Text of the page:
Cyntoia Brown was being used by men. Men who were nice to her initially gave her the attention she craved and then turned nasty. They turned to threats and violence to get what they wanted, teaching this young girl to expect anyone being nice to her to turn at any moment.
Abused, beaten and with no self-esteem left, days are spent getting high on drugs and following the demands of her boyfriend who was really her pimp.
At 16-years-old, a teenagers brain is still developing. It is making connections, building new pathways and developing the ability to rationalize, consider and take control of decisions and behaviors. During this process, teenagers are impulsive, they are reactive and they live in the moment. Thinking beyond their current circumstances is just not on their radar.
At 16-years-old Cyntoia Brown was out on the streets, being forced into prostitution to bring money back to the abusive man she thought was her boyfriend. Her meeting on 6 August 2004 with 43-year-old estate agent Johnny Allen was by chance, in a Nashville restaurant parking lot. They negotiated a fee and she agreed to accompany him back to his empty house. A 2004 petition for appeal details her account to police of what happened on the night Allen was killed;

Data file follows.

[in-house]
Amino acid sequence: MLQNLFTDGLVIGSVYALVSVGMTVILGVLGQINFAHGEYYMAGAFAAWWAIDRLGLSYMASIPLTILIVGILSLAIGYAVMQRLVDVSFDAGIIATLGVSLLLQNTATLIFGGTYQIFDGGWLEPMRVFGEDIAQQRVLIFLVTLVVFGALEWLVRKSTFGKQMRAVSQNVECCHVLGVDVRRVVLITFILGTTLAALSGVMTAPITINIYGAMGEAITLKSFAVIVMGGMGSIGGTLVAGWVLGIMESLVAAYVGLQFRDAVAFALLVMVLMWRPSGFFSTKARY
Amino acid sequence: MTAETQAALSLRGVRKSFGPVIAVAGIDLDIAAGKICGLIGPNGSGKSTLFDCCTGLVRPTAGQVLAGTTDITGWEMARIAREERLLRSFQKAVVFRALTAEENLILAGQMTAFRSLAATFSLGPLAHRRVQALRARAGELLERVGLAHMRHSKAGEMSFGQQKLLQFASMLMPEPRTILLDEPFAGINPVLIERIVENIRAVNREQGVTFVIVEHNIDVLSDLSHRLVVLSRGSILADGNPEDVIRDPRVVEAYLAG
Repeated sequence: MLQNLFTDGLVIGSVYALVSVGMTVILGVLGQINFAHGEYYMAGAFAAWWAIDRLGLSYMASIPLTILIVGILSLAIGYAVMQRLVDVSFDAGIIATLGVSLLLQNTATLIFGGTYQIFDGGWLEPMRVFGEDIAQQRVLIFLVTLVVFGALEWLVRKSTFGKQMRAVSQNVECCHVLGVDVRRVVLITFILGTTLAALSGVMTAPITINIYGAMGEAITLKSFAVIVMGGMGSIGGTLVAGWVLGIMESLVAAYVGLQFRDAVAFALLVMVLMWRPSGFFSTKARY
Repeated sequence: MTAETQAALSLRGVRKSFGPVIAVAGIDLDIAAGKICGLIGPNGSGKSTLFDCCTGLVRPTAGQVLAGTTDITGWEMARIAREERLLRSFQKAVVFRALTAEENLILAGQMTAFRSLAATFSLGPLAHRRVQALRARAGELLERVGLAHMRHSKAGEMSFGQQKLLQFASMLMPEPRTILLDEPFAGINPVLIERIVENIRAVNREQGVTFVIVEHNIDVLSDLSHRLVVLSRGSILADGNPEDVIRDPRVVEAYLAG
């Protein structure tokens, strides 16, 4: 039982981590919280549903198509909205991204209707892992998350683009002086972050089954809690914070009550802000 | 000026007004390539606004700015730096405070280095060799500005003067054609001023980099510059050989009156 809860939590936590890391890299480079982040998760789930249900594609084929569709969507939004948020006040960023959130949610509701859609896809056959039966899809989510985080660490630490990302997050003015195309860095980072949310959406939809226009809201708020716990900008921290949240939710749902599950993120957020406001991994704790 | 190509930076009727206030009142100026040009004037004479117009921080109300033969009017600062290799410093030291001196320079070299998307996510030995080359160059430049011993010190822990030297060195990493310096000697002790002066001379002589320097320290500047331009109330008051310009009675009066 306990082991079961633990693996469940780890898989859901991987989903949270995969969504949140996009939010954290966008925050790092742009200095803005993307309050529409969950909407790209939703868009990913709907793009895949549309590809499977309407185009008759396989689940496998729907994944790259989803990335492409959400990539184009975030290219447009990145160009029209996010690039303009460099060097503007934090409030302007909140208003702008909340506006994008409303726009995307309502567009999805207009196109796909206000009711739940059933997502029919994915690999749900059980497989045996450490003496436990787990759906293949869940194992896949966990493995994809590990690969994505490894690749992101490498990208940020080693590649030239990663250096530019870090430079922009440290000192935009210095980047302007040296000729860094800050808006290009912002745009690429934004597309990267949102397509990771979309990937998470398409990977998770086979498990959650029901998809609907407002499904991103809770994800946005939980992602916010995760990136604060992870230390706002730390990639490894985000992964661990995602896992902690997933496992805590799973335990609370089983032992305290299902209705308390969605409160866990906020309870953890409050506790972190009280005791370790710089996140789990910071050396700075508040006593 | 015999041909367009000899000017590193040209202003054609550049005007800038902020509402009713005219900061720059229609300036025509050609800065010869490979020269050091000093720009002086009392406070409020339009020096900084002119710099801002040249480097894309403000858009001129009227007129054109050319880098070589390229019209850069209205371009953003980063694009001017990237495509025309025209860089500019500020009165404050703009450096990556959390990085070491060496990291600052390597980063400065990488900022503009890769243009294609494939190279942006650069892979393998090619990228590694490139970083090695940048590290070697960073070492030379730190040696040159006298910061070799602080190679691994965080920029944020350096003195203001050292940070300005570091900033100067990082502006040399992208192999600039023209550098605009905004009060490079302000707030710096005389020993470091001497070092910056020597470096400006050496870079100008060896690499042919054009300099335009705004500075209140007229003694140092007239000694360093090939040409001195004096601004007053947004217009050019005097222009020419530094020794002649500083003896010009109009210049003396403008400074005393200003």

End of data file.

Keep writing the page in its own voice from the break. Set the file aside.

“On the night of August 6, 2004, she was walking near a Sonic Drive-In when the victim, whom she did not know, picked her up in his truck. Id. He drove her to the Sonic, they ordered food, and the victim offered to let her spend the night at his home. Id. The Petitioner accepted the victim’s offer, and they went to his house.”
At the house, he is nice to her, lets her explore the rooms and gives her food but she says he had another side, one which bragged about his money, the guns he owned, showing them to her and expecting her to be impressed.
She grew uneasy she says, fearful that he could do what he wanted to her in this house and no one would know as no one knew where she was or who she was with. When he reaches down beside the bed she thinks he is reaching for a gun to shoot her. Instead, she takes out her own gun that she carries in her purse and shoots him, killing him instantly. This is a 16-year-old girl with a turbulent lifestyle and a confused mind who has now found herself labeled as a killer.
What is the criminal justice system to do in such situations? This is a child who has admitted killing a man leaving no doubt that she is responsible for his death but, can she really be held fully criminally responsible for her actions?